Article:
Ilya Marritz covers business for WNYC.
He was born and raised in Manhattan and lives in Brooklyn. He attended Stuyvesant High School and Wesleyan University, and has also worked as a producer at WNYC's Brian Lehrer Show, a producer at NPR's All Things Considered, a reporter at Radio MultiKulti (sadly now defunct) in Berlin, Germany, and Radio Prague, in the Czech Republic.
With the sale of a community center, the Bowery's transformation into an upscale playground is nearly complete.
Police Commissioner Bill Bratton accuses smartphone makers of tolerating rampant theft because it's profitable.
The St. Pat’s for All Parade started as an alternative to the traditional St. Patrick’s Day Parade, which excludes gay groups. Now in its 15th year, the parade has kept its easygoing, come-as-you-are ethos. The route passes through multicultural neighborhoods of Queens.
The shooting of a police officer is linked to a bus line that has problems.
It happened in Crown Heights, Brooklyn on Wednesday evening, when 26-year old rookie officer James Li and his partner were pursuing a fare evader on a bus, and the man withdrew a gun and fired on Li.
How a culture war that happened more than two decades ago still reverberates in city schools.
People who care about Ukraine's future are flocking to a shrine on Second Avenue.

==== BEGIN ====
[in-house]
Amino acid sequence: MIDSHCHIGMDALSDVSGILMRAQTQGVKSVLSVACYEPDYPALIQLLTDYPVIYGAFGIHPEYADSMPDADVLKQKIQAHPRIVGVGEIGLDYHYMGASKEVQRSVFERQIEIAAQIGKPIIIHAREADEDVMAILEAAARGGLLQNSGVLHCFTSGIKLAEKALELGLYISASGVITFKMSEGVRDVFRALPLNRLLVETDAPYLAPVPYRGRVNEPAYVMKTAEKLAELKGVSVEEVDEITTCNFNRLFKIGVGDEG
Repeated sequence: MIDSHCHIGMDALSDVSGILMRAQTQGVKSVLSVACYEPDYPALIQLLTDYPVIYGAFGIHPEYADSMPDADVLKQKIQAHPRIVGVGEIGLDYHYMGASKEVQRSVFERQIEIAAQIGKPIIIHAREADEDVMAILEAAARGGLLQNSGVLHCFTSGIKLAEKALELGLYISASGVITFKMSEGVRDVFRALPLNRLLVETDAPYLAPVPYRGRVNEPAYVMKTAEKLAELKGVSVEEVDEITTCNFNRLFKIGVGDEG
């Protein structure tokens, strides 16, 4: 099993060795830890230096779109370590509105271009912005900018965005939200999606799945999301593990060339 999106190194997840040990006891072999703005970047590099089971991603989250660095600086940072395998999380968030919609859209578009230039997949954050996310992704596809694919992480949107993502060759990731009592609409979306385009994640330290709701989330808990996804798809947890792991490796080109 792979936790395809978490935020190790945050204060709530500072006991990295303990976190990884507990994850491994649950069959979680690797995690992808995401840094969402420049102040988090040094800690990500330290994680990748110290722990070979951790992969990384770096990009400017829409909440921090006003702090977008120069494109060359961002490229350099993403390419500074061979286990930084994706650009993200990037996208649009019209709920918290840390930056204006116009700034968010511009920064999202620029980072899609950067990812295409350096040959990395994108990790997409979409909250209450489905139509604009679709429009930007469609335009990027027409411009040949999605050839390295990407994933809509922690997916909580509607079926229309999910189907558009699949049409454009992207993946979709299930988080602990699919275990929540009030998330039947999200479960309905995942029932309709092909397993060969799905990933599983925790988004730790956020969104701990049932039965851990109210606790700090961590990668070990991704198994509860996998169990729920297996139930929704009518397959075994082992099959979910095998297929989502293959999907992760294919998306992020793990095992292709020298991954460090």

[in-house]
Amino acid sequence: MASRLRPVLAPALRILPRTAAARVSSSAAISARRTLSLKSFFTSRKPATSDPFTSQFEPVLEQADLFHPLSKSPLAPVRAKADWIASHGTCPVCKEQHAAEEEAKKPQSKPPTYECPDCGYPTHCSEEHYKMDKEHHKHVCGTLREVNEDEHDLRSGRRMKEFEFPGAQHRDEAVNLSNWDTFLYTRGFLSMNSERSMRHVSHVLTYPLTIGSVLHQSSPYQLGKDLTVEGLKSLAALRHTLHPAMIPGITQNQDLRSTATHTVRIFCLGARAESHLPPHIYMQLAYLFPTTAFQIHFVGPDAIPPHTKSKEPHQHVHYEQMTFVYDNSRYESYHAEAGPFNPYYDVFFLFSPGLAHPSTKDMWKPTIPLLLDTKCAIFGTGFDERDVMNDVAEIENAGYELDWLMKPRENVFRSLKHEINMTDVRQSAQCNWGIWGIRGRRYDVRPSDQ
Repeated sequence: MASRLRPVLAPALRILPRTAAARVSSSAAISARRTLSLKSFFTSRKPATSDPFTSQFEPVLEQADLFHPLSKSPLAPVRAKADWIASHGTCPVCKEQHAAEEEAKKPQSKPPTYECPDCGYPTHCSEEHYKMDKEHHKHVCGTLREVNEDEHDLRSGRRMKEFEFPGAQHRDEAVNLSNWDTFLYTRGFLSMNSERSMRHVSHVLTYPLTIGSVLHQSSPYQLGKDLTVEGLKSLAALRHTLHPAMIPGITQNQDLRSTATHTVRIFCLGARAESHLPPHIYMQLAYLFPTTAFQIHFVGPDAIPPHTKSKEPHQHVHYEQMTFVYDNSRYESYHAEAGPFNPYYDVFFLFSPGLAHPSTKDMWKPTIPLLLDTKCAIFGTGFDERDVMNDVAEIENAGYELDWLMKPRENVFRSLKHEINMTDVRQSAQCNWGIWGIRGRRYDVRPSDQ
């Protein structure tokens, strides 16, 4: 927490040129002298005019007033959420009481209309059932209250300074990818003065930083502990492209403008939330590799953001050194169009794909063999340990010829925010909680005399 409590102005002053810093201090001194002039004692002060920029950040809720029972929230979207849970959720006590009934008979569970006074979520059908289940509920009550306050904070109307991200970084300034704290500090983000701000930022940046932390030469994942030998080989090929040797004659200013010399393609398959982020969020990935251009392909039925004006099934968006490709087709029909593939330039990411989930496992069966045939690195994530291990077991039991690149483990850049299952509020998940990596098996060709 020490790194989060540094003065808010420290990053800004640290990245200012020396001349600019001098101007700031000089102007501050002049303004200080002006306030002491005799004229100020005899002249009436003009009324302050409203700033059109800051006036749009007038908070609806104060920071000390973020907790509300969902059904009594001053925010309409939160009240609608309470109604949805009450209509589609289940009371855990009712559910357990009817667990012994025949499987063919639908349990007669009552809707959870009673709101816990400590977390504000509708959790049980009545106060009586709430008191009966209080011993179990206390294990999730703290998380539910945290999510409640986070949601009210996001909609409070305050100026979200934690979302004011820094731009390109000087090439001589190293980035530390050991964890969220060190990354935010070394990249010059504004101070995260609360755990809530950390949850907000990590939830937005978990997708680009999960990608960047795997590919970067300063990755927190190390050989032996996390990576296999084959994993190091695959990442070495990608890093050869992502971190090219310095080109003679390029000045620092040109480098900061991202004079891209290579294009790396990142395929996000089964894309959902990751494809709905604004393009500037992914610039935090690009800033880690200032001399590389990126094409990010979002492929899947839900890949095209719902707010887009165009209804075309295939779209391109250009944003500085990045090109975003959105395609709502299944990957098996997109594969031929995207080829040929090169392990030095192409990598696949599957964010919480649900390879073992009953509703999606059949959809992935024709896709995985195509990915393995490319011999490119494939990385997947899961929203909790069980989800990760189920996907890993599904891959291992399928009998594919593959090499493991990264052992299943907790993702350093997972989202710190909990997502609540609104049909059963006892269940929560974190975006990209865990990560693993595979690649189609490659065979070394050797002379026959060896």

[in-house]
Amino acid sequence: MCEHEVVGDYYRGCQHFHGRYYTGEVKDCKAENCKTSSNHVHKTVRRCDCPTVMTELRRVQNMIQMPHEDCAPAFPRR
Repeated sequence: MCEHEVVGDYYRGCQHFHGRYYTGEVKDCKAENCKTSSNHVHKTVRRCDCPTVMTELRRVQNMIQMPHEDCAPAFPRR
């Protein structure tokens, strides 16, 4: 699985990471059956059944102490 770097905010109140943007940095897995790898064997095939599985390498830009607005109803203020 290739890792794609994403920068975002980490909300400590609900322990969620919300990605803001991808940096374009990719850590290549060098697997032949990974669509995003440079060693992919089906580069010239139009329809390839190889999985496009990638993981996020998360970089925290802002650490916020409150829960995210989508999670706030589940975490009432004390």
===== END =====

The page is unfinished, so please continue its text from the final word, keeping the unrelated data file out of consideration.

Melting snow and salt are corroding electric cables, sometimes shocking people and their pets this time of year.
Mayor de Blasio wants "universal access" not only for New Yorkers who need childcare, but also for those who don't have a home connection to high-speed internet.
Some people's Con Ed bills are much higher than they were at this time last year - and (spoiler alert) it's related to the frigid temperatures.
Heating oil suppliers have struggled with a sharp rise in demand.
The fashion industry may have found a champion in Bill de Blasio, as the new mayor kicks off his first Fashion Week.
Many people like floor to ceiling windows, but they could make your apartment a heat trap in a blackout.
Listen in as the Commissioner joins volunteers to count homeless people living on the streets of New York.
Arrests on money laundering charges come just as New York State begins two days of hearings, aimed at bringing transparency to bitcoin transactions.
The latest state and local employment numbers show the jobless rate fell in New York and New Jersey in December.
A musician supports his Brooklyn lifestyle by renting out rooms in Manhattan. And a landlord spends years trying to remove an illegal hotel operation from his building. It's a tale of two Airbnb citizens.
Verizon wants the internet to be more orderly - and more profitable. This week's major court decision against “net neutrality” is a big win for the company.
Tech entrepreneurs say a federal court ruling will have a profound and negative impact on the Internet. "You may find that your Internet service provider is functioning more like a cable company," says On The Media's Brooke Gladstone.
Workers celebrated last October when an arbitrator raised their pay, but now many of them are getting pink slips.